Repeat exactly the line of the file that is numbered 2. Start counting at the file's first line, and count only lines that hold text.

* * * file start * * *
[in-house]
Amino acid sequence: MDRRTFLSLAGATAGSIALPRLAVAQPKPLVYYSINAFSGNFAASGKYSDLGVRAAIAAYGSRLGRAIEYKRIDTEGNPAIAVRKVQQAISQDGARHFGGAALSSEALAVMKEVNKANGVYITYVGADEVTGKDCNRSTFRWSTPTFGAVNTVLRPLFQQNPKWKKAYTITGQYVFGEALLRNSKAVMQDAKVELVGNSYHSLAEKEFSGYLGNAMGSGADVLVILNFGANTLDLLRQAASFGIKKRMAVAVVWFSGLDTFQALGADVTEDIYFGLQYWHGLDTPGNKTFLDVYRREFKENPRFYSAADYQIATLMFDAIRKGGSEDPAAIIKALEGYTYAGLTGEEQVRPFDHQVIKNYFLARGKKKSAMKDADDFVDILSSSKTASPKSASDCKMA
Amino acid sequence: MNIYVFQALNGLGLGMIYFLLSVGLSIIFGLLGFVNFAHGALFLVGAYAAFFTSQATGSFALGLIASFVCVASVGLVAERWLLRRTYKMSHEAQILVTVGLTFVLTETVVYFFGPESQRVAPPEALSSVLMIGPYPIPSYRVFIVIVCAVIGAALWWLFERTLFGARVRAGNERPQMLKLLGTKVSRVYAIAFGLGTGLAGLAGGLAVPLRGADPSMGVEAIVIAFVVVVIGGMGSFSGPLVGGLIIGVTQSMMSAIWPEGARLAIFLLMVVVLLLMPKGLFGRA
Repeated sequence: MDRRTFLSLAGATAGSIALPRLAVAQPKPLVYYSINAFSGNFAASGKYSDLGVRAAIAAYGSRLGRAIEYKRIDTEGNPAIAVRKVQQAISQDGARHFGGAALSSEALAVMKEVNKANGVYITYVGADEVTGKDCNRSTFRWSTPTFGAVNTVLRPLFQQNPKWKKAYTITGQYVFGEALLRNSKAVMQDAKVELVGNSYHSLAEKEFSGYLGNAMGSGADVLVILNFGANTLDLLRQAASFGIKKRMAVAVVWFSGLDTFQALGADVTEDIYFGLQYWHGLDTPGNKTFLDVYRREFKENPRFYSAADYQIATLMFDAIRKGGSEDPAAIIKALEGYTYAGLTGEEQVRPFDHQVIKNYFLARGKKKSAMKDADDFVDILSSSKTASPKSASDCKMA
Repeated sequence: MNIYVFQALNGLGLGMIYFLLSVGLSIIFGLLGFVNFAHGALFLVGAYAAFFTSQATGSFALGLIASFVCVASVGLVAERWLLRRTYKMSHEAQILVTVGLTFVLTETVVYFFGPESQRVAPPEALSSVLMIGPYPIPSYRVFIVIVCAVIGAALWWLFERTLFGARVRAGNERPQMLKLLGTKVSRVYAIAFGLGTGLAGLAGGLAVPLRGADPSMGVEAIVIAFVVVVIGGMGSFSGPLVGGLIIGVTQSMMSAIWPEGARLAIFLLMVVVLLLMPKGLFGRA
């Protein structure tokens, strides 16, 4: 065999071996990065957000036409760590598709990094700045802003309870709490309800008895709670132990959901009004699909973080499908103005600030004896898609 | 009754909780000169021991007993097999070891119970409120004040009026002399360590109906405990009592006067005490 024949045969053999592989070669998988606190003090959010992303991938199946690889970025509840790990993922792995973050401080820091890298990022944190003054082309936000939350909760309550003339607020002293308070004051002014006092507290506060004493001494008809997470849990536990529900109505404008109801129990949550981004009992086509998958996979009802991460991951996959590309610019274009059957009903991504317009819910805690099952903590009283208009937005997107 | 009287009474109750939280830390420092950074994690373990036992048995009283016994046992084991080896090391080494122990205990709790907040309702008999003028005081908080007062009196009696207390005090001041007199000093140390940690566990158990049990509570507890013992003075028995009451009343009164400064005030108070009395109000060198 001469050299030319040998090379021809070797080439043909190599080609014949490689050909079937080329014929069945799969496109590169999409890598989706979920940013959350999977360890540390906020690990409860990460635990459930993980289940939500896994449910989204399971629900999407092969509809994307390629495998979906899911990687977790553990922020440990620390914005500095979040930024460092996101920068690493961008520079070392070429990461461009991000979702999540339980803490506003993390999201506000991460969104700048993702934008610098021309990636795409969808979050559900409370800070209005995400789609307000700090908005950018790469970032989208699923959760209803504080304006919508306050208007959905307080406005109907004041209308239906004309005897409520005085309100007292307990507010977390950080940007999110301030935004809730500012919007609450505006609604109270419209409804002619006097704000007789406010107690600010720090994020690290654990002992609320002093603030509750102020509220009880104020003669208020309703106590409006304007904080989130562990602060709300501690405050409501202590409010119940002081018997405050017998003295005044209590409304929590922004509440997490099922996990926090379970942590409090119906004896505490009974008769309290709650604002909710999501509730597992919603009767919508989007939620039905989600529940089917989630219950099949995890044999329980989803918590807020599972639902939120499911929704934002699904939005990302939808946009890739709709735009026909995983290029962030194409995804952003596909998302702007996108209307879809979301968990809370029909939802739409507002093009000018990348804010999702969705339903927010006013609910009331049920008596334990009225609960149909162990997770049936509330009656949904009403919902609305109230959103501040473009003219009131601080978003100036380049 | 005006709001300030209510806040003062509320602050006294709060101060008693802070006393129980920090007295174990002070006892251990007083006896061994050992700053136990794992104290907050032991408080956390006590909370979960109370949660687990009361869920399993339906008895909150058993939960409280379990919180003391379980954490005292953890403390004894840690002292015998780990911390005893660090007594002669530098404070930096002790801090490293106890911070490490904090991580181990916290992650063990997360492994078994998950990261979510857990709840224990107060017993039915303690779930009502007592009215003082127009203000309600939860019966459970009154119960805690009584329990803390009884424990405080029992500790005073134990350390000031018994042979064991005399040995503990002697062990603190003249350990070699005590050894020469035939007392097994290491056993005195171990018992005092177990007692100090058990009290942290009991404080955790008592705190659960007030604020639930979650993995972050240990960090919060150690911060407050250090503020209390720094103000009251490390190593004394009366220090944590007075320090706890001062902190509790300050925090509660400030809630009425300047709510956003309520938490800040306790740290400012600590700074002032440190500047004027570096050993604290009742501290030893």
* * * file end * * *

Amino acid sequence: MDRRTFLSLAGATAGSIALPRLAVAQPKPLVYYSINAFSGNFAASGKYSDLGVRAAIAAYGSRLGRAIEYKRIDTEGNPAIAVRKVQQAISQDGARHFGGAALSSEALAVMKEVNKANGVYITYVGADEVTGKDCNRSTFRWSTPTFGAVNTVLRPLFQQNPKWKKAYTITGQYVFGEALLRNSKAVMQDAKVELVGNSYHSLAEKEFSGYLGNAMGSGADVLVILNFGANTLDLLRQAASFGIKKRMAVAVVWFSGLDTFQALGADVTEDIYFGLQYWHGLDTPGNKTFLDVYRREFKENPRFYSAADYQIATLMFDAIRKGGSEDPAAIIKALEGYTYAGLTGEEQVRPFDHQVIKNYFLARGKKKSAMKDADDFVDILSSSKTASPKSASDCKMA